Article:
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by Joseph Anderson
03 November 2021
Nursery threatens legal action after Care Inspectorate upholds Yousaf discrimination complaint

Health Secretary Humza Yousaf

Nursery threatens legal action after Care Inspectorate upholds Yousaf discrimination complaint

A Dundee nursery at the centre of a discrimination complaint by health secretary Humza Yousaf has instructed lawyers to pursue an “urgent clarification” from the Care Inspectorate.

Lawyers for Little Scholars, in Broughty Ferry,  said the watchdog had issued an “extremely suspicious and highly misleading statement” to the press.

Yousaf and his wife, Nadia El-Nakla, accused the nursery of discriminating against their daughter after being told there was no space for the child. They said applications for children with “white Scottish-sounding names” were being accepted.

The nursery has rejected the claim.

Earlier today, the Care Inspectorate, a government watchdog, said it had upheld Yousaf’s formal complaint.

A spokesperson for the Care Inspectorate said: "We have upheld a complaint in relation to this matter. We found that the service did not promote fairness, equality and respect when offering placements.

"Every child in Scotland has the right to good quality care that meets their needs and respects their rights.

"We have identified areas for improvement and we will follow up on these to check on progress.

"We continue to monitor this service. If we are not satisfied that the improvements required have been met, we will not hesitate to take further action."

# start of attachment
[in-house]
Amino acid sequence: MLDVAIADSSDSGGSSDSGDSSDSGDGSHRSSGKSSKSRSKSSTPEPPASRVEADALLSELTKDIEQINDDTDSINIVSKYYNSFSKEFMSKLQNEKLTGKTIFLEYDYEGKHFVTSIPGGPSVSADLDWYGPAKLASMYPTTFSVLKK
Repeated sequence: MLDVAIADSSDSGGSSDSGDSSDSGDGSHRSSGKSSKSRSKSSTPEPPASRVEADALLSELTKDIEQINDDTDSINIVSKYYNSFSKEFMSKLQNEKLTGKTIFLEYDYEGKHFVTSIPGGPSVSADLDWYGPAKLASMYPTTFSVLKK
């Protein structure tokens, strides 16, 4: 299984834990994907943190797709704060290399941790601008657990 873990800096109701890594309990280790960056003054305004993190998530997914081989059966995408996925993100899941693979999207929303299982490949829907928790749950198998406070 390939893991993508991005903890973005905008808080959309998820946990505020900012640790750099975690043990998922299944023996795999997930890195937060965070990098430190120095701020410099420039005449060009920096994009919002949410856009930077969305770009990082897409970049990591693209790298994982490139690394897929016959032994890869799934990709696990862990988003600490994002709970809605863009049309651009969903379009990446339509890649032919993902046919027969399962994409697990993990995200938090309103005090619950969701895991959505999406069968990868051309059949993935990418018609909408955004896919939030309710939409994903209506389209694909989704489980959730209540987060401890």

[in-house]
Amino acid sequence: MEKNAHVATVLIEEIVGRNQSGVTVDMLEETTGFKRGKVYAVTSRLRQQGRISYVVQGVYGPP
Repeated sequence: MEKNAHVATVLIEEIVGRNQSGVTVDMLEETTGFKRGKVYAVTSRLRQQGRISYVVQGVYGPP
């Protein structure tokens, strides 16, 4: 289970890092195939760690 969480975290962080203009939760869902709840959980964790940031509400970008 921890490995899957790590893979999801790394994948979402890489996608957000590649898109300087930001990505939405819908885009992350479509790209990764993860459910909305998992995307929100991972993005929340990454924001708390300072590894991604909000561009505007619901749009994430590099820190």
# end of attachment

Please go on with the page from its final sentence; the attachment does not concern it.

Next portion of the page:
Little Scholars has now been ordered to demonstrate, by 12 December, that “the service is being well led and managed”.

Nursery bosses must also ensure that “consistent and robust systems are introduced to manage admission requests so that these are processed in a transparent and equitable manner”.

Yousaf and El-Nakla’s lawyer, Aamer Anwar, said the couple “feel vindicated” by the decision to uphold the complaint.

He said: “They are first and foremost loving parents who would do anything to protect their children.

“Humza and Nadia were left deeply upset when they believed their young daughter Amal was being discriminated against and that is why they took action.

“They are no different to any other parent in Scotland and simply wanted their daughter to be given equal and fair access to opportunity regardless of her race or religion.”

However, the nursery says there were “no findings of discrimination or any issues with a lack of equality”.

Glasgow law firm Levy & McRae has written to the Care Inspectorate seeking an “urgent clarification”.

A spokesperson for Little Scholars Day Nursery said: “This is an extremely suspicious and highly misleading statement, issued to the media without any notice being given to us and with a particularly inaccurate and partisan spin.

“Contrary to the media statement issued by the Care Inspectorate, there were no findings of discrimination or any issues with a lack of equality upheld by the investigation or contained within its official report.

“We have therefore instructed our lawyers to demand answers from the Care Inspectorate as to how this inaccurate statement was issued.

“As a small family business, we’re always looking at ways we can improve things. Whilst the Care Inspectorate found our admission procedure could be improved, this had nothing to do with discrimination or equality and within a few days of becoming aware of Mr Yousaf and Ms El-Nakla’s complaint, we reviewed and updated our system for dealing with admissions."

Read the most recent article written by Joseph Anderson - Monica Lennon resigns from Scottish Labour front bench

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